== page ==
Gordhan to meet fees commission
The fees commission has invited Finance Minister Pravin Gordhan to present testimony before it in a bid to learn from him “if there is enough political will to implement fee-free higher education in South Africa”.
Musa Ndwandwe, the spokesperson for the Commission of Inquiry into Higher Education and Training, said they were interested in having Gordhan appear before it because he has political responsibility over the treasury.
“His understanding of the government policy as well as the fiscal constraints would assist the commission to understand better the machinations of the state budgeting process.”
Following the #FeesMustFall protests in 2015, President Jacob Zuma established the commission, chaired by retired Judge Jonathan Heher, to investigate the feasibility of offering free higher education.
Ndwandwe said, although the hearings that focused on the post-school education policy had been concluded, the commission was still interested in hearing Gordhan’s views.
“We have evidence before us that they [the department of higher education] have been requesting certain amounts to be able to implement the mandate [of progressively introducing free higher education] and they have not been assisted when it comes to allocations.
“So we would love to interrogate all those issues, which would enable us to come to a better understanding of how allocations are made.”
He said Minister of Higher Education Blade Nzimande had testified last week that his department’s budget submissions for the past five years had been adjusted downwards by the treasury, which had cited other priorities.
Nzimande told the commission that the growth in student numbers without a matching growth in subsidy funding had resulted in general underfunding of higher education, putting pressure on institutions to raise funds through fees and third-stream income.
He said the net result was that university fees had become increasingly unaffordable to the working and lower-middle class.
According to Nzimande, block grant funding had to increase by at least 50% to ensure the sustainability of higher education.
Ndwandwe said they were also keen to get Gordhan to appear before the commission following his remarks about there being sufficient funding for free higher education “if corruption is out of the equation”.
“The commission will be very keen to have the finance minister addressing it on the issues that are relevant to the fiscus and the decisions that get taken in the allocation of budgets.”
All eyes will be on Gordhan on October 26 when he presents his medium-term budget policy statement in Parliament, which will include how he plans to fund the fees shortfall.
On Tuesday, the ANC’s national executive committee asked the government to include Gordhan in the ministerial task team appointed by Zuma last week to normalise the situation at higher education institutions.
Said Ndwandwe: “We have it on record by the minister of higher education that there is a lot of co-operation between his department and treasury so we would love to know from the other side, which is treasury, what are their frustrations and whether it is possible to look at the issue of funding for higher education differently.”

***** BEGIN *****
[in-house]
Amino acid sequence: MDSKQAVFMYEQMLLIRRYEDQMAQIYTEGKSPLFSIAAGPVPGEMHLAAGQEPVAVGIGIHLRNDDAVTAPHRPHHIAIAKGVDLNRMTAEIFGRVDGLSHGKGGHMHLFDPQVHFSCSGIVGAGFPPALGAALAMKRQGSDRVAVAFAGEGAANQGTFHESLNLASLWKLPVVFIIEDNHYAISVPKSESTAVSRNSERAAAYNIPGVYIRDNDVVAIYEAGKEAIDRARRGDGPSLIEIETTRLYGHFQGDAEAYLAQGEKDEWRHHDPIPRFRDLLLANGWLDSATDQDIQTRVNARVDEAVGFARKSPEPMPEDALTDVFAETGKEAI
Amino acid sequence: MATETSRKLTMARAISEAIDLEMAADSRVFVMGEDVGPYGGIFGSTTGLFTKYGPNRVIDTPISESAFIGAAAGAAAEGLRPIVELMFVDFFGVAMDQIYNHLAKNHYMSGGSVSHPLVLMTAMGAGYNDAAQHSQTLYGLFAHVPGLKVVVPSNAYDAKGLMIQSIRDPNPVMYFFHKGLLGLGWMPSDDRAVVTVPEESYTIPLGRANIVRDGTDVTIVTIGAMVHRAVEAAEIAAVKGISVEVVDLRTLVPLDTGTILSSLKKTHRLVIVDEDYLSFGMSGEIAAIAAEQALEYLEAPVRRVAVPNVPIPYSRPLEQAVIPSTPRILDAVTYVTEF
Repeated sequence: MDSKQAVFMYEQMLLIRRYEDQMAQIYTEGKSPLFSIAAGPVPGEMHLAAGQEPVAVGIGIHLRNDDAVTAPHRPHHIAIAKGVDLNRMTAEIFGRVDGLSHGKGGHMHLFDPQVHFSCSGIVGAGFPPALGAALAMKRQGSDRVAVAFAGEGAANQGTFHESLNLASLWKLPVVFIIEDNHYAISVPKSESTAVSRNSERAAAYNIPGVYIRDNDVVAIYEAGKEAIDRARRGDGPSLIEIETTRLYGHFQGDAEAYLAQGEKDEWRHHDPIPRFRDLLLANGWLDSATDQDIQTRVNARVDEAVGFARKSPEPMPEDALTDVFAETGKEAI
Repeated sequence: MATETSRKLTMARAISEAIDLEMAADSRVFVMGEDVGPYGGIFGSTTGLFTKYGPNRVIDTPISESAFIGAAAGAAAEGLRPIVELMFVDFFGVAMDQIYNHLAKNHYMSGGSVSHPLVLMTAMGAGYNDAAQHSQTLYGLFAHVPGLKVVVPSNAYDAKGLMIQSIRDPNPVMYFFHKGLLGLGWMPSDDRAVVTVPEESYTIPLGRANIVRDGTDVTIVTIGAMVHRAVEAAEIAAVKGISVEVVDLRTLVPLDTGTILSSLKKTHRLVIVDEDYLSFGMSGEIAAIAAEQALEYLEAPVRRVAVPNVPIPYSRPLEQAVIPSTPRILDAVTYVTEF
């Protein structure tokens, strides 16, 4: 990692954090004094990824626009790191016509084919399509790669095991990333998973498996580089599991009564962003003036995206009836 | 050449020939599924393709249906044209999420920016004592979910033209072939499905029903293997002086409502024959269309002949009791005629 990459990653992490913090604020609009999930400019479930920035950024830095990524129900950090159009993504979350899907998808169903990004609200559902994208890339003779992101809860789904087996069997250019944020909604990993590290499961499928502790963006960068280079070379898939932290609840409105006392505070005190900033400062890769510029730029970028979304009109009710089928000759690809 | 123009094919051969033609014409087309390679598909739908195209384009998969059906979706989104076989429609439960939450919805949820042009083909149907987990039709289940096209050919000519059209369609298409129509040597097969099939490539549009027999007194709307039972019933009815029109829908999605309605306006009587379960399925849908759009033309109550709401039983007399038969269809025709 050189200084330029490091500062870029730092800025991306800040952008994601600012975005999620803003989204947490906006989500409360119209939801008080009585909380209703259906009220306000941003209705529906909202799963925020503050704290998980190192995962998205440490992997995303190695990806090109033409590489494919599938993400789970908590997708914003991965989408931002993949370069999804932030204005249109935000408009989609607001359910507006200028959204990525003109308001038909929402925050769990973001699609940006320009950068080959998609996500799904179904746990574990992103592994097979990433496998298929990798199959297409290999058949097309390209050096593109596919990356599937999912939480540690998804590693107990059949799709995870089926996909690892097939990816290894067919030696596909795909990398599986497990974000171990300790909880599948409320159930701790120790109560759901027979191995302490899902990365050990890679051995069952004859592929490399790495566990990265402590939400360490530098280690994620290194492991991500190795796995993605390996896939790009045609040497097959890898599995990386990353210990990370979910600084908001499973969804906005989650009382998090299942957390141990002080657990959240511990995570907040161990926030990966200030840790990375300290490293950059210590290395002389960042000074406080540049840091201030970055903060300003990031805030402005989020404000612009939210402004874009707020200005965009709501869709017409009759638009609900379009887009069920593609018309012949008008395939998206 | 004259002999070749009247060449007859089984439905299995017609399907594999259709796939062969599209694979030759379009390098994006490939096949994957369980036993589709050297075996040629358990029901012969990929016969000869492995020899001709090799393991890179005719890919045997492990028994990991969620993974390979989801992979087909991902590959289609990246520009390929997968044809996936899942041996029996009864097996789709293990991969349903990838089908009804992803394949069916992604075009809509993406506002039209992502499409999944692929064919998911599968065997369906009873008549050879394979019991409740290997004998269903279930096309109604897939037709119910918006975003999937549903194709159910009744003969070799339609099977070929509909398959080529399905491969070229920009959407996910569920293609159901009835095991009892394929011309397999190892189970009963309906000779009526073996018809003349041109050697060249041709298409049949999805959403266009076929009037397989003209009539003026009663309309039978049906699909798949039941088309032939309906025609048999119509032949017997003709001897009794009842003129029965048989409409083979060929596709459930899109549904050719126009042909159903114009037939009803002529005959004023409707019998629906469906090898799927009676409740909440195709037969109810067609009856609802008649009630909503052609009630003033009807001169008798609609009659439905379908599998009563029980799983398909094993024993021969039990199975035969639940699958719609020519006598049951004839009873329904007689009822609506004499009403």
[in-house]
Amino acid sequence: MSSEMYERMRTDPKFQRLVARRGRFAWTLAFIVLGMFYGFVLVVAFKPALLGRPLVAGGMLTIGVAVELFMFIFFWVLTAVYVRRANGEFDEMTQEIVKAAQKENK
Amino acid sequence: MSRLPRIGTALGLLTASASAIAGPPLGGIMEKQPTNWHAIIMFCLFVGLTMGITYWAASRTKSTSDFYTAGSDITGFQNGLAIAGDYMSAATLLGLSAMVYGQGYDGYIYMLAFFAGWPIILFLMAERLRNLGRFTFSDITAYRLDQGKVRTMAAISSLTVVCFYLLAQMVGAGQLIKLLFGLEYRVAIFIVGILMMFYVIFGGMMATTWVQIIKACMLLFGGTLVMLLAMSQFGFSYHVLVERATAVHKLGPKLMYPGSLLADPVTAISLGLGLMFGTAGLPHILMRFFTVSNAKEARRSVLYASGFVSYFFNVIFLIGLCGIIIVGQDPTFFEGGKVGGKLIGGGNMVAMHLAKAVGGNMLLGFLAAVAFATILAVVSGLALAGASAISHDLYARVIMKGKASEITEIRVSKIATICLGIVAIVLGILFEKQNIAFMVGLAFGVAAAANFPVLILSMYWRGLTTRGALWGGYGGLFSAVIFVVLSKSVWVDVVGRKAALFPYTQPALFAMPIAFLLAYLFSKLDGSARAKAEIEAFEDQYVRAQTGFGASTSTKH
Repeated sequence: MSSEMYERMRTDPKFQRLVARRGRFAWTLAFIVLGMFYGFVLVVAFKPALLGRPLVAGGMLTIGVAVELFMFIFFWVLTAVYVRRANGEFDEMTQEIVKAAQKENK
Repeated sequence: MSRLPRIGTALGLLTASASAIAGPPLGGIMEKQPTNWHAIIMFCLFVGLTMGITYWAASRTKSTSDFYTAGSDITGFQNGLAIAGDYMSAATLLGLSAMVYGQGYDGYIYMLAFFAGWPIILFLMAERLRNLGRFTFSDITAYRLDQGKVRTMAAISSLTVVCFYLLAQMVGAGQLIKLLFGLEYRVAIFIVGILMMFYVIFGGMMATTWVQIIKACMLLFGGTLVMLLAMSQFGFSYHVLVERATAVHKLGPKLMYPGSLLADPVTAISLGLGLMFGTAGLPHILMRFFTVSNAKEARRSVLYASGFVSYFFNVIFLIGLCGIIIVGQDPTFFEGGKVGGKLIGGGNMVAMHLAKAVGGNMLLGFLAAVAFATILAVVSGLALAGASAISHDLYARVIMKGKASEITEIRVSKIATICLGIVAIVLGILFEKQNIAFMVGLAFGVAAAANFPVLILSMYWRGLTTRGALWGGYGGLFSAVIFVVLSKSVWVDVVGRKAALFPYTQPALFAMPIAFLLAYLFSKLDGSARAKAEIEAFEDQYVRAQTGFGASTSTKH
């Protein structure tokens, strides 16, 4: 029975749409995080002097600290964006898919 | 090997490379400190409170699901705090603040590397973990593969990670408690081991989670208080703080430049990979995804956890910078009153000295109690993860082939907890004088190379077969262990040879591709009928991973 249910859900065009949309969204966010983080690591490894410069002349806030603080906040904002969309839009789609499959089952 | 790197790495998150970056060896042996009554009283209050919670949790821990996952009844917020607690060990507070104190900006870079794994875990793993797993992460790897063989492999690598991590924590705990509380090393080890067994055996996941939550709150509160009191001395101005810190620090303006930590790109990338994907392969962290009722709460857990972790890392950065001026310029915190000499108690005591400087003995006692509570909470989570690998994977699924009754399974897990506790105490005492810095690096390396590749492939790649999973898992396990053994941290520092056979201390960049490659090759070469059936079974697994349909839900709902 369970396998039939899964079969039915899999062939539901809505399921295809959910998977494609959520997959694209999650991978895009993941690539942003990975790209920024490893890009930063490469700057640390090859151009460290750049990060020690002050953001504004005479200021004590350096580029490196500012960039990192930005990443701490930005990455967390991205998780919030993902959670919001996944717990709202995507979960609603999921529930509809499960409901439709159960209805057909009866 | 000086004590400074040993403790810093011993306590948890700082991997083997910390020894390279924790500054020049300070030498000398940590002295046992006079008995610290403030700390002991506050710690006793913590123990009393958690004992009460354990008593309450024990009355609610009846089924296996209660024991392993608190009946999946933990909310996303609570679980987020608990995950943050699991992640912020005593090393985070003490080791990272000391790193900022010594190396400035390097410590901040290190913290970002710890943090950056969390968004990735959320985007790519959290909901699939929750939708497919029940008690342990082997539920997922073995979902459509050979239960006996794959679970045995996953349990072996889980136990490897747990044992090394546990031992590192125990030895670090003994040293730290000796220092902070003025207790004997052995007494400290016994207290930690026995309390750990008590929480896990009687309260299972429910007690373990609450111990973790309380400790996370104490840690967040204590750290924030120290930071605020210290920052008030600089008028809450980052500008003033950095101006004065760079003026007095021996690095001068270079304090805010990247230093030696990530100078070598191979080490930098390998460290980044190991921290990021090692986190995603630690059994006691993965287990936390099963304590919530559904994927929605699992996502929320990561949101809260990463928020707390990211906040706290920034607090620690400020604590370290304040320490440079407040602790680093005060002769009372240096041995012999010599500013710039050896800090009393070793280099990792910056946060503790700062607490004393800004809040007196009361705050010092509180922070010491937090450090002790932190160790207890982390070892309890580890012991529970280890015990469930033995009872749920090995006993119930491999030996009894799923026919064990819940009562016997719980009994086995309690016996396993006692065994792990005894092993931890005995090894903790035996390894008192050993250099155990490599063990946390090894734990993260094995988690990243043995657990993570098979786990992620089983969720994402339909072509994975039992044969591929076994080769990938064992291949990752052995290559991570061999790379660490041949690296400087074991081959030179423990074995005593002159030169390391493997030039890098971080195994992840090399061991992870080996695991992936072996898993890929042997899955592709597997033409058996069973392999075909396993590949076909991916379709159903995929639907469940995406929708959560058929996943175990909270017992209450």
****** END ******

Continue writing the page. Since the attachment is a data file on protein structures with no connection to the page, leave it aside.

Ndwandwe said Gordhan’s office had “expressed a willingness to be part of this very important process”.
The treasury confirmed on Wednesday night that Gordhan had agreed to appear before the commission to give testimony at a date to be determined.
Meanwhile, Sizwe Nxasana, the chairperson of the National Student Financial Aid Scheme, confirmed that a pilot project will be launched next year to provide financial assistance to “missing middle” students.
Nxasana, who is also the chairperson of the ministerial task team responsible for investigating a comprehensive funding model for poor and “missing middle” students, said those chosen for the pilot scheme would receive an average of about R100 000 a year to cover the full cost of their study.
He declined to divulge the amount that had been collected so far for the project. “It’s difficult to say how many students we will fund [for the pilot] because we only started fund-raising a couple of weeks ago. There’s still a long way to go.”
Funds for the pilot project would come mostly from the private sector, which would include the commercial banks, insurance industry and mining houses.
“There is some funding for the pilot from international sources.”
Nxasana said they had also “tested” the overseas market for funding, adding that there was interest.
“Once the necessary approvals have been sought, we will then obviously go on international road shows as well [to raise funds].”
The South African Institute of Chartered Accountants’ Thuthuka Education Upliftment Fund will manage the money collected for the pilot project, which will be paid out to the students.
A report released by the parliamentary budget office on Tuesday said additional funding from the fiscus will be required, irrespective of the funding model that is to be proposed for higher education.